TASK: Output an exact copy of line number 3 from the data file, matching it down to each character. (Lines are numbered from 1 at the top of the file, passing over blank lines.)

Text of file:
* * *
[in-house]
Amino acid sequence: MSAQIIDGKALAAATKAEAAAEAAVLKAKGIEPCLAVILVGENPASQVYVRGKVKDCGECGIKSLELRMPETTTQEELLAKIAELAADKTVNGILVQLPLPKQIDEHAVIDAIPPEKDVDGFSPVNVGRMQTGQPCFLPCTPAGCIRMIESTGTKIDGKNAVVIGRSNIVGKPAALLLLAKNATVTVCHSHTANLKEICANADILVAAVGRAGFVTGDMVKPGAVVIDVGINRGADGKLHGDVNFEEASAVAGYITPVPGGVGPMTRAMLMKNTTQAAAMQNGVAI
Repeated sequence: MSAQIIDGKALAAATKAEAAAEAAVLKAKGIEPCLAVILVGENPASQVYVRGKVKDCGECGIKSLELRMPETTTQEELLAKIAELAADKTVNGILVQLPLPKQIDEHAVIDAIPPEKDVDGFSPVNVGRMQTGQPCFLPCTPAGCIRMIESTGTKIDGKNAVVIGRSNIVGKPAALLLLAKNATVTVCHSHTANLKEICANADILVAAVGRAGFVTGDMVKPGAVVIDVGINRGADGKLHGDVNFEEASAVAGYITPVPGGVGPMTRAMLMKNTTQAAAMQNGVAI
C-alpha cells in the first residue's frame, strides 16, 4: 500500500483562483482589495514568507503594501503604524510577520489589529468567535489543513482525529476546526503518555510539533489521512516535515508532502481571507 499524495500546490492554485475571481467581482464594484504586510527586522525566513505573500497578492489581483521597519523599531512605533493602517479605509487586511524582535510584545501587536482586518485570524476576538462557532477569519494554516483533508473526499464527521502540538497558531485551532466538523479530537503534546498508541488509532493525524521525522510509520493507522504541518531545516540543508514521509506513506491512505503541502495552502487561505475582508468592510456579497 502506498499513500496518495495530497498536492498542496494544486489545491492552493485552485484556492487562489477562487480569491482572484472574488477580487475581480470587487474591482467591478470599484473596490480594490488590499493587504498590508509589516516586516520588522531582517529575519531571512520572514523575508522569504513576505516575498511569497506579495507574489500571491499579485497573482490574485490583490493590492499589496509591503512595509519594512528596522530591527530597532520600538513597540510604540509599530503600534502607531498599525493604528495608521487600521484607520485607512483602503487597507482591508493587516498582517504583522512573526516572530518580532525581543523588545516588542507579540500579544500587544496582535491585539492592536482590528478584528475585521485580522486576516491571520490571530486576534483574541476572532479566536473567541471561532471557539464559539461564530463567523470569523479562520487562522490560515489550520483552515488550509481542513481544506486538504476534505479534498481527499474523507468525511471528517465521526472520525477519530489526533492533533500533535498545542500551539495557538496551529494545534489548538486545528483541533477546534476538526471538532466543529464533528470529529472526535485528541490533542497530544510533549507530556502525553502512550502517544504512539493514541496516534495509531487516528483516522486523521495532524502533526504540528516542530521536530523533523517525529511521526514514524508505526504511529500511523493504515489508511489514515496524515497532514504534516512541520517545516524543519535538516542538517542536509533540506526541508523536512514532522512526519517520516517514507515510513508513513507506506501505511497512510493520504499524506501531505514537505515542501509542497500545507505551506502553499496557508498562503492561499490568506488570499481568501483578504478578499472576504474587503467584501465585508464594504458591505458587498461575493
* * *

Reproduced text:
Repeated sequence: MSAQIIDGKALAAATKAEAAAEAAVLKAKGIEPCLAVILVGENPASQVYVRGKVKDCGECGIKSLELRMPETTTQEELLAKIAELAADKTVNGILVQLPLPKQIDEHAVIDAIPPEKDVDGFSPVNVGRMQTGQPCFLPCTPAGCIRMIESTGTKIDGKNAVVIGRSNIVGKPAALLLLAKNATVTVCHSHTANLKEICANADILVAAVGRAGFVTGDMVKPGAVVIDVGINRGADGKLHGDVNFEEASAVAGYITPVPGGVGPMTRAMLMKNTTQAAAMQNGVAI